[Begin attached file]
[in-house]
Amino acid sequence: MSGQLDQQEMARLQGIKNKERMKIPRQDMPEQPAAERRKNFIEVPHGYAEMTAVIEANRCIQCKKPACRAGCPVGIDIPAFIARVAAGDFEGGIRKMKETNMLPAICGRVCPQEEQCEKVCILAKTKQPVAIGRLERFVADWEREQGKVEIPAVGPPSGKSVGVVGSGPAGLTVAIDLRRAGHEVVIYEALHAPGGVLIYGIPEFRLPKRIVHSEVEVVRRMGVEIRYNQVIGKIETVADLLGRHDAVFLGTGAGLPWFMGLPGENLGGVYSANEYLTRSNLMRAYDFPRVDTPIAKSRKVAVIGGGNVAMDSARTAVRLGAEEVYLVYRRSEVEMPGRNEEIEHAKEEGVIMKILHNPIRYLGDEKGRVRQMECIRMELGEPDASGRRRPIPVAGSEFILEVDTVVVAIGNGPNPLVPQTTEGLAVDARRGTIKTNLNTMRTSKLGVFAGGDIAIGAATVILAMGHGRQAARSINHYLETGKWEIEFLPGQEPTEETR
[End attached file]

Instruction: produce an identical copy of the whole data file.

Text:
[in-house]
Amino acid sequence: MSGQLDQQEMARLQGIKNKERMKIPRQDMPEQPAAERRKNFIEVPHGYAEMTAVIEANRCIQCKKPACRAGCPVGIDIPAFIARVAAGDFEGGIRKMKETNMLPAICGRVCPQEEQCEKVCILAKTKQPVAIGRLERFVADWEREQGKVEIPAVGPPSGKSVGVVGSGPAGLTVAIDLRRAGHEVVIYEALHAPGGVLIYGIPEFRLPKRIVHSEVEVVRRMGVEIRYNQVIGKIETVADLLGRHDAVFLGTGAGLPWFMGLPGENLGGVYSANEYLTRSNLMRAYDFPRVDTPIAKSRKVAVIGGGNVAMDSARTAVRLGAEEVYLVYRRSEVEMPGRNEEIEHAKEEGVIMKILHNPIRYLGDEKGRVRQMECIRMELGEPDASGRRRPIPVAGSEFILEVDTVVVAIGNGPNPLVPQTTEGLAVDARRGTIKTNLNTMRTSKLGVFAGGDIAIGAATVILAMGHGRQAARSINHYLETGKWEIEFLPGQEPTEETR